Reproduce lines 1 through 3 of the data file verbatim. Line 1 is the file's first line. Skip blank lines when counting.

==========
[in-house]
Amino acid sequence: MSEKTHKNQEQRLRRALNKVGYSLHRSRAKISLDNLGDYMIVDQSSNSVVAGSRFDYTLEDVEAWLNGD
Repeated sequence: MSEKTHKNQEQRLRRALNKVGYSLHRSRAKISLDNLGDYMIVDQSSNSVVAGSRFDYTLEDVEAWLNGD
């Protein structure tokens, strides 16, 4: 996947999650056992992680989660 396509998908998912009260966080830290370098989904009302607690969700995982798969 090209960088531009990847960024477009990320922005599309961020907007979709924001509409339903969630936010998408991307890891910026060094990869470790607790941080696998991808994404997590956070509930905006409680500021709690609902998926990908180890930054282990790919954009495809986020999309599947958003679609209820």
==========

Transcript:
[in-house]
Amino acid sequence: MSEKTHKNQEQRLRRALNKVGYSLHRSRAKISLDNLGDYMIVDQSSNSVVAGSRFDYTLEDVEAWLNGD
Repeated sequence: MSEKTHKNQEQRLRRALNKVGYSLHRSRAKISLDNLGDYMIVDQSSNSVVAGSRFDYTLEDVEAWLNGD